Sylvia Brooks, Jazz Vocalist
How far can a song take you? What corners of a hot and twisty soul can it invade? And where will it
leave you, when it inevitably does? In approaching her new album, Restless, Sylvia Brooks sought to
answer those questions, and take her listeners on a tour of the hungers that haunt us, the passions
that drive us and the compulsions that send us careening deliciously close to the edge of the abyss.
Initial discussions with arranger and producer Kim Richmond brought forth several ideas. “I wanted
to take a set of songs—this set of songs—and give them more of an urban, street-like feel.”
Recalling an incident several years ago that saw her confined to a hospital bed in New York City, she
speaks of the totality of the experience in musical terms. Of the jangly, dissonant pulse of the city,
the ambulances whizzing by at 3:00am, the clickity-clack of stilettos on the sidewalks below, the
heaving sighs of the concrete canyons as they purge and are purged of their human contents...
"Darlin' I need you, lately I find,
You're out of my heart-and I'm out of my mind..."
And it was from the stirrings of “’Round Midnight,” that the album’s concept began to come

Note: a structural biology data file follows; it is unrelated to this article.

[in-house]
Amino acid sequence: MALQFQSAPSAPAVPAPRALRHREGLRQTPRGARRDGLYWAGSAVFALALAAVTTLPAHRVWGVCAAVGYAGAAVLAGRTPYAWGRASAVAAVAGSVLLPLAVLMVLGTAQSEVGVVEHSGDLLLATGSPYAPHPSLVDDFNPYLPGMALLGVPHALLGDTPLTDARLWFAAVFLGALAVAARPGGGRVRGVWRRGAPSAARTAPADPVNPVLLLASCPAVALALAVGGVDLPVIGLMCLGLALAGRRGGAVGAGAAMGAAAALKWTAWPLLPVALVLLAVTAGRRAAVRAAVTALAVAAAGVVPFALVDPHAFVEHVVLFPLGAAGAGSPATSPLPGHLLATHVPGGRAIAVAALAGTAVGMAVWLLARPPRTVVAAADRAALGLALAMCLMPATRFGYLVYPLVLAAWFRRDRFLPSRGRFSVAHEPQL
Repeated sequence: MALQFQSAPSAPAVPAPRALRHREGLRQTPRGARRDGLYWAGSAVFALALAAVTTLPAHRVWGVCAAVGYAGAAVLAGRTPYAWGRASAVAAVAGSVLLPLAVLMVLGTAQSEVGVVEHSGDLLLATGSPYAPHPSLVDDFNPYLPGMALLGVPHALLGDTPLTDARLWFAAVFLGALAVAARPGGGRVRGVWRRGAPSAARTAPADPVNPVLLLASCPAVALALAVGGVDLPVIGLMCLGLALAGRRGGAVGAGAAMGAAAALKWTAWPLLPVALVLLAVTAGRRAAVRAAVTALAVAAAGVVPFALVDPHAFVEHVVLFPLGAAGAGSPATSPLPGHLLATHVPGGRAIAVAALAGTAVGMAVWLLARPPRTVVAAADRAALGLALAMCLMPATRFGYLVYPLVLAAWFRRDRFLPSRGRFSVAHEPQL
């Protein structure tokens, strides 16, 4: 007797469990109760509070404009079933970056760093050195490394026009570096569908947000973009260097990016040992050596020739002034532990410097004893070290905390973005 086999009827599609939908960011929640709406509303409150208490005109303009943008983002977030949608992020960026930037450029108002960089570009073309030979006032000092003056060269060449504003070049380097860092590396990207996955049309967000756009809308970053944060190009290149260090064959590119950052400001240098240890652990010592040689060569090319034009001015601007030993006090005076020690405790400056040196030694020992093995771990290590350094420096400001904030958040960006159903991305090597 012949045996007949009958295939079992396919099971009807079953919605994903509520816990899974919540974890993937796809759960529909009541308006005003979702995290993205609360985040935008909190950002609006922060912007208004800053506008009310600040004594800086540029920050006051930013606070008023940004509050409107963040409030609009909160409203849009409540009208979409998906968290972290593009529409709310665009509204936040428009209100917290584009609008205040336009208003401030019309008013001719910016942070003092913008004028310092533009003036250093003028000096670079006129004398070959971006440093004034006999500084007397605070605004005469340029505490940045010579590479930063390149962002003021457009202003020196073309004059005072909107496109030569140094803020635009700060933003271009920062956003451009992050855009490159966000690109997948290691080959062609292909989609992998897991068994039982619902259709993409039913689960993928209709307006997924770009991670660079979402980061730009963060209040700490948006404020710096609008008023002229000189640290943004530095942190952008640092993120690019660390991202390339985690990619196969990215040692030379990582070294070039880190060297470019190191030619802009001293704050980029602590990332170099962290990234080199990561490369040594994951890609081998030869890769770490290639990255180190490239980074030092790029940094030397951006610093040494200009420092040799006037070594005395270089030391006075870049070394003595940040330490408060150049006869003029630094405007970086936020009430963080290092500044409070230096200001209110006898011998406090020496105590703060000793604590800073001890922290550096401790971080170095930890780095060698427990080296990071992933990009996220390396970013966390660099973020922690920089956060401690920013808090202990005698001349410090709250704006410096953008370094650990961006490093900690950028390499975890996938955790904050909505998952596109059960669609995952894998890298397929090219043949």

together. “I wanted people to feel the complete surrender to that kind of barren loneliness, to use
instrumentation to bring around that feel of the streets of the City, and bring out the steel of pain
and emptiness built into these songs.” And in exploring the ambiguities and contrasts, the
staggering highs and desolate lows, the fragilities and desperate yearnings, inherent in such songs
as “Last Tango,” “Boulevard Of Broken Dreams,” and “You’re My Thrill,” she seeks to impart that
tactility to her listeners.
As Richmond began to write, and the two began putting together the instrumentation, one by one,
each of the 11 tracks on Restless came to represent a complete experience, a self-contained
vignette with a richly satisfying emotional core, tales of decadence and decay, seduction and
manipulation, release and ruin and the beautiful victims such devastation leaves in its wake.
"You know how nights like this begin, the kind of knot your heart gets in,
Any way you turn is gonna hurt..."
And through these explorations, the wide range of instruments deployed—violins, harmonica,
accordion, french horns, percussion, guitars and Sylvia’s fascination with the secrets that lie
beneath, the collection began to coalesce into a new and unique mash-up blending art, film and pure
musicianship she calls “Jazz Noir."
So pour yourself into a gimlet state-of-mind, where the brighter the sunshine, the darker the night,
and a raven-haired seductress sinks her hooks in you and the pain is so exquisite, you dare not tear
yourself away. Then see just how far a song can take you...